Threat Landscape Dashboard

Assessing today's threats and the relationships between them

Top 10 Ransomware

Ransomware Description
Dharma - Ransomware The ransomware appends various extensions to infected files and is a variant of CrySiS. The malware has been in operation since 2016 and the threat actors behind the ransomware continue to release new variants which are not decryptable.
Matrix - Ransomware The ransomware appeared on the threat landscape two years ago with new variants still being discovered in 2019. Recent variants of Matrix append various extensions including .eman, .itlock, .kok08, and .fastbob. Victims are given 7 days to reach the threat actor by email or bit-message or their decryption key will be deleted.
Scarab - Ransomware The ransomware uses AES encryption and adds various extensions to infected files. In November 2017 it was discovered the Necurs botnet was used to spread the malicious software. Multiple variants of the ransomware continue to appear on the threat landscape.
Stop - Ransomware The ransomware uses AES encryption and adds one of more than 20 different extensions to infected files. The malicious software was discovered at the end of 2017 with new variants appearing on the threat landscape throughout 2018 and into 2019. The ransom note for some variants report to give the victim a 50% discount if the threat actor is contacted via email within 72 hours.
Ryuk - Ransomware The ransomware uses AES and RSA encryption and demands between 15 and 50 Bitcoin for the decryption key. The malicious software kills hundreds of processes and services and also encrypts not only local drives but also network drives. The attacks are reported to be targeted at organizations that are capable of paying the large ransom demanded.
GandCrab 5 - Ransomware The ransomware appends random extensions to encrypted files and directs the victim to an html file for instructions on how to decrypt infected files. The threat actor demands the ransom be paid in either Bitcoin or DASH. GandCrab 5 also scans network shares and mapped drives to find files to encrypt. The threat actors behind the ransomware use a variety of infection vectors including PowerShell, Botnets, Exploit Kits, Trojanized Programs, SpearPhishing, and Remote Desktop.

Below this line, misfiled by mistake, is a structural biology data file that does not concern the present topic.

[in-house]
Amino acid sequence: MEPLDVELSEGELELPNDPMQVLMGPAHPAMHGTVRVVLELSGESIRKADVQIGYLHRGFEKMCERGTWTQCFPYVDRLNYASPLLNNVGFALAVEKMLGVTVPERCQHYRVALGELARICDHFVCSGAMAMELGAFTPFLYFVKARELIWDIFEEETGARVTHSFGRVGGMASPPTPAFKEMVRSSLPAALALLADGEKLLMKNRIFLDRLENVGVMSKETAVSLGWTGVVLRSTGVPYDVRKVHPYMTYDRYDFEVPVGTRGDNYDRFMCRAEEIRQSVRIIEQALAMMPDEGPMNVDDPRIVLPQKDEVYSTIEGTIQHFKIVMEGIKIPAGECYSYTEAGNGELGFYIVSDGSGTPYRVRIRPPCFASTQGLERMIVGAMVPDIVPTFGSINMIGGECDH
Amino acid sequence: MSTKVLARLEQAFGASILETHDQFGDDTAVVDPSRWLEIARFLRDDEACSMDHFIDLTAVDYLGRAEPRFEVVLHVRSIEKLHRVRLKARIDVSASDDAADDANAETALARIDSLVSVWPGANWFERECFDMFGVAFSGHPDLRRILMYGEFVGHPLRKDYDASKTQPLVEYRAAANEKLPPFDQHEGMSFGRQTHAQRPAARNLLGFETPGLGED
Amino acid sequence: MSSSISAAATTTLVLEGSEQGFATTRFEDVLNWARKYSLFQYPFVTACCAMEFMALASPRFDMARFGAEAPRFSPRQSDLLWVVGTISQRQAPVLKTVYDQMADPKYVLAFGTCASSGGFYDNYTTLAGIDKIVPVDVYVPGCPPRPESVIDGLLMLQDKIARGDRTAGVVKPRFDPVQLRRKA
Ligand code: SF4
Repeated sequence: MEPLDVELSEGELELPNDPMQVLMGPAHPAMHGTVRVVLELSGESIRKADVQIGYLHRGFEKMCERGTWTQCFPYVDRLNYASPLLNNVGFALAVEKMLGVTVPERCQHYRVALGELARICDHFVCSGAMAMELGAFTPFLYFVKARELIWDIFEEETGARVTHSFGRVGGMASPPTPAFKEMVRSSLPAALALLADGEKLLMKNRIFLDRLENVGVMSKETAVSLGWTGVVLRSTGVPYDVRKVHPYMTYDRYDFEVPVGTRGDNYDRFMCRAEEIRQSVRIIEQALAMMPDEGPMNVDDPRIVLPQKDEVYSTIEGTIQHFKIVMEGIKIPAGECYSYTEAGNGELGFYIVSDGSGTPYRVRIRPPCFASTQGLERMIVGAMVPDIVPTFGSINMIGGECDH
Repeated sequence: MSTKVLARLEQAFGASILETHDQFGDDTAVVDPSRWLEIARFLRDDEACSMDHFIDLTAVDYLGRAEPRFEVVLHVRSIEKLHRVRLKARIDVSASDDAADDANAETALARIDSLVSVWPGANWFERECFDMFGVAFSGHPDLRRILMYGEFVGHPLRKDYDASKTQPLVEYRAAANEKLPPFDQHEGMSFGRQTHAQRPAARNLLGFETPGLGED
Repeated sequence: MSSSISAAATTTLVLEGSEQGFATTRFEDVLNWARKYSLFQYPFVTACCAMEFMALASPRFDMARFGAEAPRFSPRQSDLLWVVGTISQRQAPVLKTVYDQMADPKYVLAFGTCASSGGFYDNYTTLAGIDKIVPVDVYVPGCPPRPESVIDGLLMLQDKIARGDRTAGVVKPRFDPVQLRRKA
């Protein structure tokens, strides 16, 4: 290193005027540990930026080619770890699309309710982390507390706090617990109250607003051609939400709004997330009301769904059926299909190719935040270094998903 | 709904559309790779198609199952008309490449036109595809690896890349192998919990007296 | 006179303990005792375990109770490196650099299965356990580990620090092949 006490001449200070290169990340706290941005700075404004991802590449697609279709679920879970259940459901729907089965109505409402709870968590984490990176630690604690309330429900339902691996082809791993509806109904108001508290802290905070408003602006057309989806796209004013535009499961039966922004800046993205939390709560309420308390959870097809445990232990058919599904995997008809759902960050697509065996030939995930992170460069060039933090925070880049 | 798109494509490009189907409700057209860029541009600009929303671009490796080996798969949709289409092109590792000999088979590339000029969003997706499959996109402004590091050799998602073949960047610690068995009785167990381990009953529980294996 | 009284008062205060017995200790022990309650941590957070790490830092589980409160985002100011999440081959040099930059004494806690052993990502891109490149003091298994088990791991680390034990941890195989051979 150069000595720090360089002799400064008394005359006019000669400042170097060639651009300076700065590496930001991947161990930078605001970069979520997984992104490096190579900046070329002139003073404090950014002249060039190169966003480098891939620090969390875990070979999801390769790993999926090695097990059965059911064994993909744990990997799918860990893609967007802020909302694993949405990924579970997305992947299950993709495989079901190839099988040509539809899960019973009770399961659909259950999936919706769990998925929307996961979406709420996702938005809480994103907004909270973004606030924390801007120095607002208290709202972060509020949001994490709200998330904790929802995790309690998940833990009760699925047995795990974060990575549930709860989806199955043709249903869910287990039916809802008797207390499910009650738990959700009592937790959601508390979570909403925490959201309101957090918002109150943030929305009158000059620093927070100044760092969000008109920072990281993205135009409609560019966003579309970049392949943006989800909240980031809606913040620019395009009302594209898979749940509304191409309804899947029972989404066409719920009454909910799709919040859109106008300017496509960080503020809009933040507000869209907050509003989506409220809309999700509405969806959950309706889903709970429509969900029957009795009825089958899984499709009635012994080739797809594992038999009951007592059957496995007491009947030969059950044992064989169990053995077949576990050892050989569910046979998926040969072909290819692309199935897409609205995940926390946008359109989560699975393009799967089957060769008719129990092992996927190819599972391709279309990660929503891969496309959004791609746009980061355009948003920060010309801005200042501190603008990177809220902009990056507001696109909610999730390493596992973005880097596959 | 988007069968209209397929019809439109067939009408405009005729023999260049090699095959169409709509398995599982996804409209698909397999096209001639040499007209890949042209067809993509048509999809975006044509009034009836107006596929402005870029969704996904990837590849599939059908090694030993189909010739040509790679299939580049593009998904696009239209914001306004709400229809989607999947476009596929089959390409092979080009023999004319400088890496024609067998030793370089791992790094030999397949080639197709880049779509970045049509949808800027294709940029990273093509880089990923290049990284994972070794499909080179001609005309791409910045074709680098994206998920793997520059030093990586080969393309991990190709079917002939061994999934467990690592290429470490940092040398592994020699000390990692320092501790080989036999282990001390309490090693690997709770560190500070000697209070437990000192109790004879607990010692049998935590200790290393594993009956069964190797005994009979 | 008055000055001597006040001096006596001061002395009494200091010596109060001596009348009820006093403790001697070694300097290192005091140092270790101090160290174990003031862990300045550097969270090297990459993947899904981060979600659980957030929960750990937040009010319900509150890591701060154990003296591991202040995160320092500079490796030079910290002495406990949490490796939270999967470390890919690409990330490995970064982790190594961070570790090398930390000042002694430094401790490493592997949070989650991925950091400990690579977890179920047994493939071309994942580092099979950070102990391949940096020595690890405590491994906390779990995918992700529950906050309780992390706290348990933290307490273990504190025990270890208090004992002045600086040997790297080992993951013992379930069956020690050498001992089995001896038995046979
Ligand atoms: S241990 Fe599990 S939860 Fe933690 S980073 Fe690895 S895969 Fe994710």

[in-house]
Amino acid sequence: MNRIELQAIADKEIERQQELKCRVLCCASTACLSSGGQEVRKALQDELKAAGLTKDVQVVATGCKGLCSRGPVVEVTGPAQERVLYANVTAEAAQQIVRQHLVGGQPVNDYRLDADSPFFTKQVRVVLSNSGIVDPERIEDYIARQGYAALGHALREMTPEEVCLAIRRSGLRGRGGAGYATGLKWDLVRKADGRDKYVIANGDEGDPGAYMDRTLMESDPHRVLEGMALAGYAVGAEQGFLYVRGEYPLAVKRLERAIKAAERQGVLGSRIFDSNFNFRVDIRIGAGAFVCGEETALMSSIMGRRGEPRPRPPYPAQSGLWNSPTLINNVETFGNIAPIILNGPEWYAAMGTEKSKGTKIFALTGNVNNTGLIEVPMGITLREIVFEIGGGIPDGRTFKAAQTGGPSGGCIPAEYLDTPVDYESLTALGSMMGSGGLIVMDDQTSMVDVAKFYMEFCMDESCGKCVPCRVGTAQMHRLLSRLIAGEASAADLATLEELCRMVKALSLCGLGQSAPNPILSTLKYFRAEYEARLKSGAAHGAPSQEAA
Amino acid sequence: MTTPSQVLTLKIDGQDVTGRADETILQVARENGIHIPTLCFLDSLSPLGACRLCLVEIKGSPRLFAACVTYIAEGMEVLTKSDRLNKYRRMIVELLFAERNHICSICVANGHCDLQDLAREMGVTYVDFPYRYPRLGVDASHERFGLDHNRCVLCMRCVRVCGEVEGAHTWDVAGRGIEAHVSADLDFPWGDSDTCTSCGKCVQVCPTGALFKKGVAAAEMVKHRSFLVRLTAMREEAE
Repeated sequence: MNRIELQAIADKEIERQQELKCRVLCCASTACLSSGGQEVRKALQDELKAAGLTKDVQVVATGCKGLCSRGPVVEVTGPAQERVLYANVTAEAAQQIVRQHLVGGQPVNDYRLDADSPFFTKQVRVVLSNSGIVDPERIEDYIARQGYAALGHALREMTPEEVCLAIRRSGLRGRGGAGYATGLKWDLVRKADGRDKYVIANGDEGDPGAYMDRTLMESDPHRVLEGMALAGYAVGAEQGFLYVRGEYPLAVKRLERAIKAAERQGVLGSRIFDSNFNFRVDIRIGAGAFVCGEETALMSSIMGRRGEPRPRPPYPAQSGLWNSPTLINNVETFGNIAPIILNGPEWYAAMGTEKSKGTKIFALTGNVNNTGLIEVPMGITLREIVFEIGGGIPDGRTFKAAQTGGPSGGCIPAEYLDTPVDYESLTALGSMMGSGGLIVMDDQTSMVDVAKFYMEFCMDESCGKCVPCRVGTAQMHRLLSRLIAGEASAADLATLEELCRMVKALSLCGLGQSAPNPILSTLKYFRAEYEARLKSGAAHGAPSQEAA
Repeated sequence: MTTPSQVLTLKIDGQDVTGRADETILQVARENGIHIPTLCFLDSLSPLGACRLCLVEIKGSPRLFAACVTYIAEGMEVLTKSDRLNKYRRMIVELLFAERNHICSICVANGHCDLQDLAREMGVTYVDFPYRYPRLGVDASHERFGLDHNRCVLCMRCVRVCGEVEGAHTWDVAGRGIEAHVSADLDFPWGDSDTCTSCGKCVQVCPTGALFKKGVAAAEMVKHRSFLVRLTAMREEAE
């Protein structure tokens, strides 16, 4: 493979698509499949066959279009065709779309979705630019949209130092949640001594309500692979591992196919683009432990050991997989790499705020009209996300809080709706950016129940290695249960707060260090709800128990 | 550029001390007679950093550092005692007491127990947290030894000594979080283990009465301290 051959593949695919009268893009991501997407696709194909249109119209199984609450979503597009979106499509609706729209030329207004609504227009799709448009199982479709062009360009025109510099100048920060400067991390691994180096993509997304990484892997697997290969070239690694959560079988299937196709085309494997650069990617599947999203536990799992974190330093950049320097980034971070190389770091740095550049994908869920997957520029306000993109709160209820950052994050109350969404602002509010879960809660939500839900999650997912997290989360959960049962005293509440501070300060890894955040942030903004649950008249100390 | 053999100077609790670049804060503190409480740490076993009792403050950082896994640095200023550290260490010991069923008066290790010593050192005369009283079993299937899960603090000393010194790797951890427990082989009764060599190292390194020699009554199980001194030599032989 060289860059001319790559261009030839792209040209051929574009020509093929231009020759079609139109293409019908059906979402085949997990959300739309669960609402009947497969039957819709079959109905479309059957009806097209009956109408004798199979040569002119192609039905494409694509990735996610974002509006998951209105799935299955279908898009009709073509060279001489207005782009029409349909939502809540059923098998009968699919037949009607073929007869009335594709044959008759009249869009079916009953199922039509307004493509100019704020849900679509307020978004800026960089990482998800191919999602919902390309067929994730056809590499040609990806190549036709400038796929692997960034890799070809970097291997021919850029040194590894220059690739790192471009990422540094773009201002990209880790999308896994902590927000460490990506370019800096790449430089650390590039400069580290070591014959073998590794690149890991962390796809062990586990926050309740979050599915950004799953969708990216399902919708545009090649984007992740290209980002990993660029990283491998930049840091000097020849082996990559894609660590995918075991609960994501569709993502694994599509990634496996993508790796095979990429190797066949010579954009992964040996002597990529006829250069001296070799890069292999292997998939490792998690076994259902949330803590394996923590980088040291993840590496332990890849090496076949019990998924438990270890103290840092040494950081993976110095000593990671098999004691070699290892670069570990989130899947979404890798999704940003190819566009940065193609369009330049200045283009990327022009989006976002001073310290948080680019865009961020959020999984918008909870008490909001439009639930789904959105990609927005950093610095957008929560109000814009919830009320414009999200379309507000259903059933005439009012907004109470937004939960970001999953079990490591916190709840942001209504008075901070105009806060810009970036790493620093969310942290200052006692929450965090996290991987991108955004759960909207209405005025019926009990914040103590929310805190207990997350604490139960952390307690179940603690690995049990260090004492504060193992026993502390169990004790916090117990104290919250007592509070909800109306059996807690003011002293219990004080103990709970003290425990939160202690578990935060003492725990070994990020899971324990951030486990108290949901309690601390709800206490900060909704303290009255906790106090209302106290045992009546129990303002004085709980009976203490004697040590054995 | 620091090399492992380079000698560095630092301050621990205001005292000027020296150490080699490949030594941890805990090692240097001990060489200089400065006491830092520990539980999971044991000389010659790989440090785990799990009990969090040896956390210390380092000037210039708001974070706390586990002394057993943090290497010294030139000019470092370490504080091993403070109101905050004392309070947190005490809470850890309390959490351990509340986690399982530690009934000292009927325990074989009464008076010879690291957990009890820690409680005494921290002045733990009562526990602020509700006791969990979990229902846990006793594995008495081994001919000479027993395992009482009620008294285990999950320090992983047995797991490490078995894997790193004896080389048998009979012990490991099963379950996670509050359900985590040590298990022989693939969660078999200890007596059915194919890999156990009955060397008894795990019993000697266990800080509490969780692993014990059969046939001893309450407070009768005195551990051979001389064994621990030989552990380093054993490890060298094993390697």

Anatova - Ransomware The ransomware uses AES encryption and demands 10 Dash for the decryption key. Anatova also checks if network-shares are connected and will encrypt the files on these shares too. Newer variants of the malicious software demand 20 Dash to unlock infected files.
LockerGoga - Ransomware The ransomware, also known as Worker32, uses both AES and RSA encryption and appends ".locked" to infected files. The ransom note dropped by the malware reports to decrypt 2-3 random files for free and requires the victim to contact the threat actor by email. The note goes on to say the price to decrypt all encrypted files is determined by how fast the victim contacts the ransomware author.
Clop - Ransomware The ransomware appends ".CLOP" or ".CIOP" to infected files and some variants claim all encrypted data will be deleted if the ransom is not paid within two weeks. The ransom note states the malware infects the entire network instead of individual computers.
JNEC - Ransomware The ransomware demands 0.05 Bitcoin for the decryption key and takes advantage of a remote code execution flaw in WinRAR to infect victims. The malware is written in .NET and creates a start up task to execute at next login.